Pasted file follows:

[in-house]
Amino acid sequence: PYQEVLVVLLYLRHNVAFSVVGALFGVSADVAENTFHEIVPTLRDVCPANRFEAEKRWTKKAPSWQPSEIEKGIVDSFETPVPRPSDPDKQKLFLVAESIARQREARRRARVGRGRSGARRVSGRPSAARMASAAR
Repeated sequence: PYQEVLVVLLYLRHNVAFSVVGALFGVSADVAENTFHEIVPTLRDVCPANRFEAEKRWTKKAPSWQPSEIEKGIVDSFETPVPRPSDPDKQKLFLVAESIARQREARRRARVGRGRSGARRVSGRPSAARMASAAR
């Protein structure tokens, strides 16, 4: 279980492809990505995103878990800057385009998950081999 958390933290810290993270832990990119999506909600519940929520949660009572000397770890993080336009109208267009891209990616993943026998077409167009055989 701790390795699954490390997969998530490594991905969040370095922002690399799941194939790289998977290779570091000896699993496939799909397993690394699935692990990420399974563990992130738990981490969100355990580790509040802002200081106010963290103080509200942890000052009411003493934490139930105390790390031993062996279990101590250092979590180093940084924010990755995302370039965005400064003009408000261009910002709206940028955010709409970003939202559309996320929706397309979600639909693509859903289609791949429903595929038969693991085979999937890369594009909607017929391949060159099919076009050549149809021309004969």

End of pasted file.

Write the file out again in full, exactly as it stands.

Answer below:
[in-house]
Amino acid sequence: PYQEVLVVLLYLRHNVAFSVVGALFGVSADVAENTFHEIVPTLRDVCPANRFEAEKRWTKKAPSWQPSEIEKGIVDSFETPVPRPSDPDKQKLFLVAESIARQREARRRARVGRGRSGARRVSGRPSAARMASAAR
Repeated sequence: PYQEVLVVLLYLRHNVAFSVVGALFGVSADVAENTFHEIVPTLRDVCPANRFEAEKRWTKKAPSWQPSEIEKGIVDSFETPVPRPSDPDKQKLFLVAESIARQREARRRARVGRGRSGARRVSGRPSAARMASAAR
């Protein structure tokens, strides 16, 4: 279980492809990505995103878990800057385009998950081999 958390933290810290993270832990990119999506909600519940929520949660009572000397770890993080336009109208267009891209990616993943026998077409167009055989 701790390795699954490390997969998530490594991905969040370095922002690399799941194939790289998977290779570091000896699993496939799909397993690394699935692990990420399974563990992130738990981490969100355990580790509040802002200081106010963290103080509200942890000052009411003493934490139930105390790390031993062996279990101590250092979590180093940084924010990755995302370039965005400064003009408000261009910002709206940028955010709409970003939202559309996320929706397309979600639909693509859903289609791949429903595929038969693991085979999937890369594009909607017929391949060159099919076009050549149809021309004969």